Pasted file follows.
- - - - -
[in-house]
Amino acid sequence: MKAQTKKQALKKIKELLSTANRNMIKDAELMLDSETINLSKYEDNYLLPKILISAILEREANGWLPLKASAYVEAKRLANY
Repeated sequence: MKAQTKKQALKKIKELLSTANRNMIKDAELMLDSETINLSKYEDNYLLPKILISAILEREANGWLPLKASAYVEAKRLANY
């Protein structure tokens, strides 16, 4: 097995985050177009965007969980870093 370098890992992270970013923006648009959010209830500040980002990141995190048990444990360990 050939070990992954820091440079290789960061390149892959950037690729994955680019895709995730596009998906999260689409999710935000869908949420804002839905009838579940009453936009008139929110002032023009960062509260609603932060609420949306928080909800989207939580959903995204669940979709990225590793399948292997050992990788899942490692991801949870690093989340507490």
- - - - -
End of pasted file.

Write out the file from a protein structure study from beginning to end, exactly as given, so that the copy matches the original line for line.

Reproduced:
[in-house]
Amino acid sequence: MKAQTKKQALKKIKELLSTANRNMIKDAELMLDSETINLSKYEDNYLLPKILISAILEREANGWLPLKASAYVEAKRLANY
Repeated sequence: MKAQTKKQALKKIKELLSTANRNMIKDAELMLDSETINLSKYEDNYLLPKILISAILEREANGWLPLKASAYVEAKRLANY
């Protein structure tokens, strides 16, 4: 097995985050177009965007969980870093 370098890992992270970013923006648009959010209830500040980002990141995190048990444990360990 050939070990992954820091440079290789960061390149892959950037690729994955680019895709995730596009998906999260689409999710935000869908949420804002839905009838579940009453936009008139929110002032023009960062509260609603932060609420949306928080909800989207939580959903995204669940979709990225590793399948292997050992990788899942490692991801949870690093989340507490």